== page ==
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The following excerpt is from a scene from Sword Art Online, where Kirito and Asuna are discussing whether or not the killer they are pursuing is a ghost or not. Asuna seems to think it is, but Kirito is unconvinced (because the killer had used a teleporting crystal). Kirito says:

いや、そんなことは絶対にない。そもそも幽霊だったらさっきも転移結晶なんて使わないで

I'm going to take a guess that the なん (a more emphatic version of なの?) is providing the secondary information for his explanation (the "ghost" used a teleport crystal), and the て is the quotative particle (usually って but て because it's following ん?). Or is て loosely connecting the first clause with the second clause?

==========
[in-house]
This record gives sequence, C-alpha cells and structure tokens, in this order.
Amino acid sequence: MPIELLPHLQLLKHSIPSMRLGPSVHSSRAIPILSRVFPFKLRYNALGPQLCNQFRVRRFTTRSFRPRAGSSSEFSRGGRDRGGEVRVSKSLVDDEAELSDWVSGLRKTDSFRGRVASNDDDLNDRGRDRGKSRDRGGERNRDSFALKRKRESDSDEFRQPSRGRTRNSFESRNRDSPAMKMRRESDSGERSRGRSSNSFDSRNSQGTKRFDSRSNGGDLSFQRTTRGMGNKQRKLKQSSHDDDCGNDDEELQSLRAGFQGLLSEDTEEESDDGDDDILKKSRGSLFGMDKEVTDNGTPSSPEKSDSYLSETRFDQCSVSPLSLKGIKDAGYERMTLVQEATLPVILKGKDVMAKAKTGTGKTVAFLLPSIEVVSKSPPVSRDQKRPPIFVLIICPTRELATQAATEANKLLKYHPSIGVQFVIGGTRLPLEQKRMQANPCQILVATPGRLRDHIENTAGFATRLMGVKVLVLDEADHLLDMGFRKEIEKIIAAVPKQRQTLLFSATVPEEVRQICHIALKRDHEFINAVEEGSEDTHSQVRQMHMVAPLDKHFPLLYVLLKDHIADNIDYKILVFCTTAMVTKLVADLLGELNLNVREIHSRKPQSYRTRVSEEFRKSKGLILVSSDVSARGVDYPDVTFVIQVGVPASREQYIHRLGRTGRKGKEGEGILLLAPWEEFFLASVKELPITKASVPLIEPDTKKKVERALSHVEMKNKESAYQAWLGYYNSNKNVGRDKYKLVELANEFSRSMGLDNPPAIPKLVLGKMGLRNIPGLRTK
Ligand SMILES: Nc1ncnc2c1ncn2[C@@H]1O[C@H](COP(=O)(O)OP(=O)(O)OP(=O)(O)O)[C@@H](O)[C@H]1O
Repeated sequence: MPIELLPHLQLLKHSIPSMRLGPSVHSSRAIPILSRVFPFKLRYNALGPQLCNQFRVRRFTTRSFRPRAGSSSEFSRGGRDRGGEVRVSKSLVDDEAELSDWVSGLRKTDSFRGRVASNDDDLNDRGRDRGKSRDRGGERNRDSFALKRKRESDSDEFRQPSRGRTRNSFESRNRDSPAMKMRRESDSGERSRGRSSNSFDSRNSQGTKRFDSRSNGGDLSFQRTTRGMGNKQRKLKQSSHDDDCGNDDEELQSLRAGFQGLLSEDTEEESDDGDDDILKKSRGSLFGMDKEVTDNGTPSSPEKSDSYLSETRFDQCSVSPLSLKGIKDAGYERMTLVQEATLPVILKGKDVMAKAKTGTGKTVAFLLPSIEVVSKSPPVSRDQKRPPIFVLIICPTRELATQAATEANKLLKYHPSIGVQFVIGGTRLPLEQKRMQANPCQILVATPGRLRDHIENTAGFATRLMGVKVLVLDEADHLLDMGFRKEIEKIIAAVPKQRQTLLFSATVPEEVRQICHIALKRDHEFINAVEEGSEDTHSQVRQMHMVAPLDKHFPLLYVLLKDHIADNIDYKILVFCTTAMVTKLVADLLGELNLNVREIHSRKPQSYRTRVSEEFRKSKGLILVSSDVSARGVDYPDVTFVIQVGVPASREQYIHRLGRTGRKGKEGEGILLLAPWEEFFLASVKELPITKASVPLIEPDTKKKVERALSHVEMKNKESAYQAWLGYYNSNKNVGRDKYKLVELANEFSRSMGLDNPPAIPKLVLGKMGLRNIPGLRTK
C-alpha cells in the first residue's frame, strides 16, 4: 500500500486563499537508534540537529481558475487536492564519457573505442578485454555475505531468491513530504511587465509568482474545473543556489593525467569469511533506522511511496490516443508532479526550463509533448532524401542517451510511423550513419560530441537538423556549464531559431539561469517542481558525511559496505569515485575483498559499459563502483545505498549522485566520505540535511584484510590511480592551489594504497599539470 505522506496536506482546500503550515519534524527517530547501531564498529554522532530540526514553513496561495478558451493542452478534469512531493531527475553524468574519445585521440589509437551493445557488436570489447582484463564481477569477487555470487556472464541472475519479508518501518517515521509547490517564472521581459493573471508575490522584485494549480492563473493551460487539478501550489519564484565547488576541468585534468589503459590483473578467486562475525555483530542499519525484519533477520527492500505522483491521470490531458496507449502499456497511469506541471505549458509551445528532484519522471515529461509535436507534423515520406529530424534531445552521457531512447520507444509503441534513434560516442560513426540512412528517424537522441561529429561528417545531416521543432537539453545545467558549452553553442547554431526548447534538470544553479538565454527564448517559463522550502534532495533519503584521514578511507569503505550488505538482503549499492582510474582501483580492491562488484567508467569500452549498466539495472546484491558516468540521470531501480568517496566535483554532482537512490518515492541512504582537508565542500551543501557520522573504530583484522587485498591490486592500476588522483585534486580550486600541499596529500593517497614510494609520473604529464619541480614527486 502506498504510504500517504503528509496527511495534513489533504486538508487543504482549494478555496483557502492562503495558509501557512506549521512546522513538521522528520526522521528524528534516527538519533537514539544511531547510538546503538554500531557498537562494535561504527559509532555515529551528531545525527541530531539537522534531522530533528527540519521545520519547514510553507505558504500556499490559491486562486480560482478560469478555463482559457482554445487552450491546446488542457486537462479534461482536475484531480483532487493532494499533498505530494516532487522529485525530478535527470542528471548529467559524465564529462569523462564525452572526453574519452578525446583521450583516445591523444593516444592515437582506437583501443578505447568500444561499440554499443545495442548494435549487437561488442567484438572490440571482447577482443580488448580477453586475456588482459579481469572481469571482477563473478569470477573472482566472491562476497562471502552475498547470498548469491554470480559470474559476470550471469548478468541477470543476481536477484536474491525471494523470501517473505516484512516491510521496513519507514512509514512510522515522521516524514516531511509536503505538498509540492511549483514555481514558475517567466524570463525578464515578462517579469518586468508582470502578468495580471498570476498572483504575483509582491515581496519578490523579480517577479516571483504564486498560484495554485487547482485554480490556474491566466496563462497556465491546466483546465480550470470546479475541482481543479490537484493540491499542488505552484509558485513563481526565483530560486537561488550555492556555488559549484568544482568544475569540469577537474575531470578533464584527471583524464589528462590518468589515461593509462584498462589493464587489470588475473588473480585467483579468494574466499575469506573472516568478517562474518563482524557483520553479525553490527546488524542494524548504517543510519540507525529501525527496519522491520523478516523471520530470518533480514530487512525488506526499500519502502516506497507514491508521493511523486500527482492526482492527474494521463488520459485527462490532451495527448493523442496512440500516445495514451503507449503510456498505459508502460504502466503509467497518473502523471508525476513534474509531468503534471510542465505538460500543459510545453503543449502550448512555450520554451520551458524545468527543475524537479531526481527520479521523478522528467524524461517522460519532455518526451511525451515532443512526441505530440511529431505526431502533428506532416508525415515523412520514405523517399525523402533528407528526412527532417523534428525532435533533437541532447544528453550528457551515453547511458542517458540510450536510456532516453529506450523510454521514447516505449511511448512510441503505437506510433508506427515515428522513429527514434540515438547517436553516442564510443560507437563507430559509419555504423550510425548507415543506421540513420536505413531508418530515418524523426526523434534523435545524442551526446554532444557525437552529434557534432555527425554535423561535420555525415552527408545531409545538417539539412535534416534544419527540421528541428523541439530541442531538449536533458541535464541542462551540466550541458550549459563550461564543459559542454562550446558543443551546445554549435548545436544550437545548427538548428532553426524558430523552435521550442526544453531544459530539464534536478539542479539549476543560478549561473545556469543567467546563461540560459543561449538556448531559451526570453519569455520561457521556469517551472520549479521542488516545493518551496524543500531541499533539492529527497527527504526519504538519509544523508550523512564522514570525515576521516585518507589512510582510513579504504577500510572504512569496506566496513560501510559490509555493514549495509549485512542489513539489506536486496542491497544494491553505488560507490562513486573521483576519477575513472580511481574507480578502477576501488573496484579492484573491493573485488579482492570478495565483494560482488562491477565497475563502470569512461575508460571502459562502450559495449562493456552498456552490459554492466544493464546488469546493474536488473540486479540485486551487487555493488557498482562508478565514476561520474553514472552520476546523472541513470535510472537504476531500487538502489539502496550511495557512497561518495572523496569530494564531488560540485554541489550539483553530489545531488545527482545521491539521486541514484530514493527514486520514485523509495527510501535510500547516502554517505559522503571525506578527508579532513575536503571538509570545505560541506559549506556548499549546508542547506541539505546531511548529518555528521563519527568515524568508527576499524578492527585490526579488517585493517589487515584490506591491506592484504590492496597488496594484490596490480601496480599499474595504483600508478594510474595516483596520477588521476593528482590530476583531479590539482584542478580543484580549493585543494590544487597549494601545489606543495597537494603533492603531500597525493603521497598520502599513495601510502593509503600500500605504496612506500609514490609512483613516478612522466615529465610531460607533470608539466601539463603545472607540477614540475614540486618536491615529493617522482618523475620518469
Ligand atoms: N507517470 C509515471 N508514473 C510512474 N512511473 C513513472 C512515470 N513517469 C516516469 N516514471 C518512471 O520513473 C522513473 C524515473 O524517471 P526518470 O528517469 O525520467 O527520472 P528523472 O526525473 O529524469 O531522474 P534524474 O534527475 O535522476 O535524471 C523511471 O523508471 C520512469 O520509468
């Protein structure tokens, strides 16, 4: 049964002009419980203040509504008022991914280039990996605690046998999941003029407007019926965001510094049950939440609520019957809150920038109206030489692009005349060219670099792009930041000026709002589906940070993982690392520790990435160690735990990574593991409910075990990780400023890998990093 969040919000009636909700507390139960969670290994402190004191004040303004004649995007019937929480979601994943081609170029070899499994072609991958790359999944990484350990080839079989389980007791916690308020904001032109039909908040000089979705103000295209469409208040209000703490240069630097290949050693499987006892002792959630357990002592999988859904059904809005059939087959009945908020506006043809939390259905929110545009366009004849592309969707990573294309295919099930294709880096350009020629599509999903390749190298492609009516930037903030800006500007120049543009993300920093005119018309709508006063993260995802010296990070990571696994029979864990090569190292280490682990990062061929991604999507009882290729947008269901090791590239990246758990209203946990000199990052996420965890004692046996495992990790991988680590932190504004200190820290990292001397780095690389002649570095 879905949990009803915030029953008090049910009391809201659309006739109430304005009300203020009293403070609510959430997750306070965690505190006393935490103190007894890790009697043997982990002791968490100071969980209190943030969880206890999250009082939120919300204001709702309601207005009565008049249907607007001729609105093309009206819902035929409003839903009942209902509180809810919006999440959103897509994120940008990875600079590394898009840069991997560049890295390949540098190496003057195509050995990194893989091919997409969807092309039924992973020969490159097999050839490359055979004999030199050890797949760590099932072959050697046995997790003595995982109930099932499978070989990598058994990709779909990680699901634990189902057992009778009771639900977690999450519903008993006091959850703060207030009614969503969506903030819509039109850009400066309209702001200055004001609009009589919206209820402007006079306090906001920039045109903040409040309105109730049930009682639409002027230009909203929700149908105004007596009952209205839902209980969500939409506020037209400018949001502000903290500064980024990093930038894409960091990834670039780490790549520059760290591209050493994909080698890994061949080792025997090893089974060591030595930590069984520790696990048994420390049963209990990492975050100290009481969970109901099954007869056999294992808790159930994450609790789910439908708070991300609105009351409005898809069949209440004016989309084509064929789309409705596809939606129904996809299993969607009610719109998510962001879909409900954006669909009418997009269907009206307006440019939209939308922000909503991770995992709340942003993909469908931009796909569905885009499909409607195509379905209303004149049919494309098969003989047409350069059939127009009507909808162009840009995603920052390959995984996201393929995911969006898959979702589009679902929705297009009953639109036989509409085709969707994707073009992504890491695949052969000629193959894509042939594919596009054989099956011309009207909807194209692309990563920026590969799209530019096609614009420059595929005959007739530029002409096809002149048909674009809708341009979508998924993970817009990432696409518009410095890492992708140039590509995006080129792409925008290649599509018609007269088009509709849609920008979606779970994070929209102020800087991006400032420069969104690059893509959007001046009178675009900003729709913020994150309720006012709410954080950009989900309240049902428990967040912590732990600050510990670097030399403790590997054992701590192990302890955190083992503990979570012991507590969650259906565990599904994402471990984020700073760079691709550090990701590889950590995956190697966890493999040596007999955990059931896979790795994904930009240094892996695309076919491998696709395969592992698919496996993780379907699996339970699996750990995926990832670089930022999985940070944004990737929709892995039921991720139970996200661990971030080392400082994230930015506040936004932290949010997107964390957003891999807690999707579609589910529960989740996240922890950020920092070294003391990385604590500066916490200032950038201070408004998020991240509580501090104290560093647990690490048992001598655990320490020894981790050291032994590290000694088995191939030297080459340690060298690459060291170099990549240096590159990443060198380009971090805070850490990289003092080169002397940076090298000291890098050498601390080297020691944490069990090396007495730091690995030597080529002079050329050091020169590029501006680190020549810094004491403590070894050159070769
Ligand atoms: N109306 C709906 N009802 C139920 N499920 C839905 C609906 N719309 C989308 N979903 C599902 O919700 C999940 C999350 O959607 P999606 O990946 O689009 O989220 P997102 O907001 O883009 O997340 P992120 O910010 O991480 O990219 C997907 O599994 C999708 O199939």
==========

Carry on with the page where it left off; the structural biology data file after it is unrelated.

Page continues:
I could understand what he was saying in this sentence, but I really don't understand the grammar here or how it is operating structurally :( I would really like to know!

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    Did you check a dictionary for なんて? Jisho entry – Leebo Jan 31 at 7:20
  • Thanks for that, but is なんて really expressing disdain/dislike in this instance? – Luke McAloon Jan 31 at 7:35
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    I wouldn't say "disdain/dislike" in this case, but it also lists "astonishment, etc" in the entry. Basically, it means "some strong feeling" is associated with what precedes it, not necessarily disdain or dislike. – Leebo Jan 31 at 8:13

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